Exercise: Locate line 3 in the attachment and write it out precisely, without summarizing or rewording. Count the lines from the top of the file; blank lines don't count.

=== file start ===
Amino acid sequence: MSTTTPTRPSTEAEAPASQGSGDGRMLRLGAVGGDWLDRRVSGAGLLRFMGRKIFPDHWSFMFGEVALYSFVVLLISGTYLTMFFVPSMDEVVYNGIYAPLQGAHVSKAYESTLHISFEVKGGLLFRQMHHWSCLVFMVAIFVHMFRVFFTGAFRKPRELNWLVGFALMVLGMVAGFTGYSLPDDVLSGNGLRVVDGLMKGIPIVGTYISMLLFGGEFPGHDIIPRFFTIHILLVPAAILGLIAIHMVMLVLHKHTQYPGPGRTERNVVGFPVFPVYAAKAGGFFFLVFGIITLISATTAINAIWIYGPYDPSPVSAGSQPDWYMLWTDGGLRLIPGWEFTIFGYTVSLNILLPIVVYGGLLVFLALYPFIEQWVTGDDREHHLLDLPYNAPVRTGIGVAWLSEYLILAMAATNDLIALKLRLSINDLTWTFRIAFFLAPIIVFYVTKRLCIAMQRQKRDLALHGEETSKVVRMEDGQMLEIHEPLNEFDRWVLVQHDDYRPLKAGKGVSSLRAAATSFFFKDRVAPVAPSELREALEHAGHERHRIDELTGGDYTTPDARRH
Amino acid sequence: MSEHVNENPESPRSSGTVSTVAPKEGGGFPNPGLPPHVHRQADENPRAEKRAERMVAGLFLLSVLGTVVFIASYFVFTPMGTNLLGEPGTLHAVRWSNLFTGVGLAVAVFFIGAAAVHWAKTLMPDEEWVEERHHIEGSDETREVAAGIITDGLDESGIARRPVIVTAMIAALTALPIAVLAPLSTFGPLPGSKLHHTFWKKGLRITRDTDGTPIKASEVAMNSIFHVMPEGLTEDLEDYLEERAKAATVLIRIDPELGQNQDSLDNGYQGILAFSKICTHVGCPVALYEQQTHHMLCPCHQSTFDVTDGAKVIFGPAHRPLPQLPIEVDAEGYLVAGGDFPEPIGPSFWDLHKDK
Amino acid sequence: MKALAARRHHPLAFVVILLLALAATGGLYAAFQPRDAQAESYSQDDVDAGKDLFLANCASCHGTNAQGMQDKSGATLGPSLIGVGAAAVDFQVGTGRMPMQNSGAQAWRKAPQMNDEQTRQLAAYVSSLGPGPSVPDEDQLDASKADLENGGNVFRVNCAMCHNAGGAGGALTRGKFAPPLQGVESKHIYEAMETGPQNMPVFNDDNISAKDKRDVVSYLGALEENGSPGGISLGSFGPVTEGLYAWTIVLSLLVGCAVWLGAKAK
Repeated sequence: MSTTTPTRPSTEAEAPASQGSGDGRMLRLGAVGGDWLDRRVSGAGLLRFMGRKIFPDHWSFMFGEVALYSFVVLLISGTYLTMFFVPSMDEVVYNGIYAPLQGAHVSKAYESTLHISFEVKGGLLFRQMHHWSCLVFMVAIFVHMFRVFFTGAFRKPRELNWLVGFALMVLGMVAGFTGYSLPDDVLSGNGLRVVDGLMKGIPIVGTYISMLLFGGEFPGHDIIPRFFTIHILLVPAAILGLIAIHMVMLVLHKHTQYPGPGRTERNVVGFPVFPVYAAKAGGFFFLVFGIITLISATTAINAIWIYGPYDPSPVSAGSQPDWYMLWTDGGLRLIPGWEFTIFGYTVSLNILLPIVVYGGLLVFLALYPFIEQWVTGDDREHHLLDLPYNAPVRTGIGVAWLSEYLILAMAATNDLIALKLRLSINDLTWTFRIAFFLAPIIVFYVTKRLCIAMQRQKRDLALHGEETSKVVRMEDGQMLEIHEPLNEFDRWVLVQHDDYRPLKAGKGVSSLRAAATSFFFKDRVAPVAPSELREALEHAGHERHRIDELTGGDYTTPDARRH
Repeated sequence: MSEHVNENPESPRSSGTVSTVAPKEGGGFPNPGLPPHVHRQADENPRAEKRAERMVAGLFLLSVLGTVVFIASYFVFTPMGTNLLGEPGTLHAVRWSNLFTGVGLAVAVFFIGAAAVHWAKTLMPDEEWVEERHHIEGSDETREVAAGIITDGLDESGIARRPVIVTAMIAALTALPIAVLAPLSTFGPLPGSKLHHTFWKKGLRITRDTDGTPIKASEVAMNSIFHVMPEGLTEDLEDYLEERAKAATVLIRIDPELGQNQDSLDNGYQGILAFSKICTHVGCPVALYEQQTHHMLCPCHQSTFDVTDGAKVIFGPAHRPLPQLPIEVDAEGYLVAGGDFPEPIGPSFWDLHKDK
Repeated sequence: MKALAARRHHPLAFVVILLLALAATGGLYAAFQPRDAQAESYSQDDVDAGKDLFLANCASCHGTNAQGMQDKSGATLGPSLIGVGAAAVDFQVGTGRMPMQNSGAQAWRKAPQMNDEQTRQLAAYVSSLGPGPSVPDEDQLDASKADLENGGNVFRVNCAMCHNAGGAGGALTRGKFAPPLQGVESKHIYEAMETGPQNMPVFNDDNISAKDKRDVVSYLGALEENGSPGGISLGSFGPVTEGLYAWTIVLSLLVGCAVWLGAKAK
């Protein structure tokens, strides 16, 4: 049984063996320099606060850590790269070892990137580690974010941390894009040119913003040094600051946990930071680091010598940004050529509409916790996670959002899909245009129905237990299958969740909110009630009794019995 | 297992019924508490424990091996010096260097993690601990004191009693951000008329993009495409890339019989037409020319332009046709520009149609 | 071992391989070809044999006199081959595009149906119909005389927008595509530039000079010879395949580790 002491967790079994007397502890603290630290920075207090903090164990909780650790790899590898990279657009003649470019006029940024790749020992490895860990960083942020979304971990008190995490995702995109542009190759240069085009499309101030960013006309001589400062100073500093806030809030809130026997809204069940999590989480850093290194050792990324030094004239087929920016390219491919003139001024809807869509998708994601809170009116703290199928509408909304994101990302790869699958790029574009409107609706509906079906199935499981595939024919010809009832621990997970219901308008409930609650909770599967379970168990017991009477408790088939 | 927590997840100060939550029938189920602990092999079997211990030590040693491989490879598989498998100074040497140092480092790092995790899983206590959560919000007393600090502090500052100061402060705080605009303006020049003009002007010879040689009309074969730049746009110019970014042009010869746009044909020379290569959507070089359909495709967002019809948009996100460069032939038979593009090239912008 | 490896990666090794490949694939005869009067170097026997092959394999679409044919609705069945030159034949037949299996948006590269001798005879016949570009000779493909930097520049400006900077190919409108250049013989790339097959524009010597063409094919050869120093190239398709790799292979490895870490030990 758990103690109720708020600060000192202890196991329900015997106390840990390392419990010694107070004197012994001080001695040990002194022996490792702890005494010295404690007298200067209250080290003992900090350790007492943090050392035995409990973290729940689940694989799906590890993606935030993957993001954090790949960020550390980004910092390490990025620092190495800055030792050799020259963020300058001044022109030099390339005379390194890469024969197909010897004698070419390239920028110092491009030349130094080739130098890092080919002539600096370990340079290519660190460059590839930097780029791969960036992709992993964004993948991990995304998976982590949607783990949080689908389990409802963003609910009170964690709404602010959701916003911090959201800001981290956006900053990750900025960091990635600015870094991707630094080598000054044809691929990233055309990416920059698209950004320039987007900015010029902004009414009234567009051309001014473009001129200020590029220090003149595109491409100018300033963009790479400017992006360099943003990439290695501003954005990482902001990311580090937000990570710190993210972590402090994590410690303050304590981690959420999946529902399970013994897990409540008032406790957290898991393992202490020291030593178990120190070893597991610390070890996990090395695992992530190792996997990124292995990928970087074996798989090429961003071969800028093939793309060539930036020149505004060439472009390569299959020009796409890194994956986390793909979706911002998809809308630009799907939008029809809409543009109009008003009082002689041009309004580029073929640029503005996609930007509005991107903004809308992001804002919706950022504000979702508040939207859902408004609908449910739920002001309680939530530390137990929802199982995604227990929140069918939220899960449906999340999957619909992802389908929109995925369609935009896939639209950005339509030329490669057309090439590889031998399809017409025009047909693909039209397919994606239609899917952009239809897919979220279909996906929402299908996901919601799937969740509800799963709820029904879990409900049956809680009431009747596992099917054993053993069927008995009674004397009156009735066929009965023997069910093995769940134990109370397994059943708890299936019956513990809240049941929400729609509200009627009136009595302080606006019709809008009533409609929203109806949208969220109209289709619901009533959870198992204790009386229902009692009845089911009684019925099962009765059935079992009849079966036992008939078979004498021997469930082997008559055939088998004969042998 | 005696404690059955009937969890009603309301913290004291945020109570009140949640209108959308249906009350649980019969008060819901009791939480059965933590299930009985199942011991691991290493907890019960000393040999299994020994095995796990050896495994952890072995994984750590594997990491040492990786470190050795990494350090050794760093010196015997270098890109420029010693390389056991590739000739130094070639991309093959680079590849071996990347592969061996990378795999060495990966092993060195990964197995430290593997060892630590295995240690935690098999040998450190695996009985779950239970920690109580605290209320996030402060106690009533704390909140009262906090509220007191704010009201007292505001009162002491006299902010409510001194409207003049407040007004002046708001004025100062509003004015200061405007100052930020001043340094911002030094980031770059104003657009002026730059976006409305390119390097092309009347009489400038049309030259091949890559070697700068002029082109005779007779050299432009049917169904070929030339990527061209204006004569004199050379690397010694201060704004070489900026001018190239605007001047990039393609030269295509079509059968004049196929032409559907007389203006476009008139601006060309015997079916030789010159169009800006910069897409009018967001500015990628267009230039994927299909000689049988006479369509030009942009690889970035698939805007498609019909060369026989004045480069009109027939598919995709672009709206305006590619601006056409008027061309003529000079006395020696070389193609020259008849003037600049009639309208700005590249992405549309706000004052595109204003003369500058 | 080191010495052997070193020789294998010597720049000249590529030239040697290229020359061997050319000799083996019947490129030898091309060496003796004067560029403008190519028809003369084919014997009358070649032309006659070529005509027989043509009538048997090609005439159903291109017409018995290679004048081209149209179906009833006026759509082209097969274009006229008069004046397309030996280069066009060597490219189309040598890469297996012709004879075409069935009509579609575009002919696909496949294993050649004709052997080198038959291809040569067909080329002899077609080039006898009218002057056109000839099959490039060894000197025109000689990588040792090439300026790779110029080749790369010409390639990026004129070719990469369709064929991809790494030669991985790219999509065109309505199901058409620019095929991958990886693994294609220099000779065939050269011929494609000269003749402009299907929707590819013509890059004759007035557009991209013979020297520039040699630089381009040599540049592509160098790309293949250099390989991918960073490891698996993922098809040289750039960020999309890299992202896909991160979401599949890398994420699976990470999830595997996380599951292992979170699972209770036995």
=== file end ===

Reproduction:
Amino acid sequence: MKALAARRHHPLAFVVILLLALAATGGLYAAFQPRDAQAESYSQDDVDAGKDLFLANCASCHGTNAQGMQDKSGATLGPSLIGVGAAAVDFQVGTGRMPMQNSGAQAWRKAPQMNDEQTRQLAAYVSSLGPGPSVPDEDQLDASKADLENGGNVFRVNCAMCHNAGGAGGALTRGKFAPPLQGVESKHIYEAMETGPQNMPVFNDDNISAKDKRDVVSYLGALEENGSPGGISLGSFGPVTEGLYAWTIVLSLLVGCAVWLGAKAK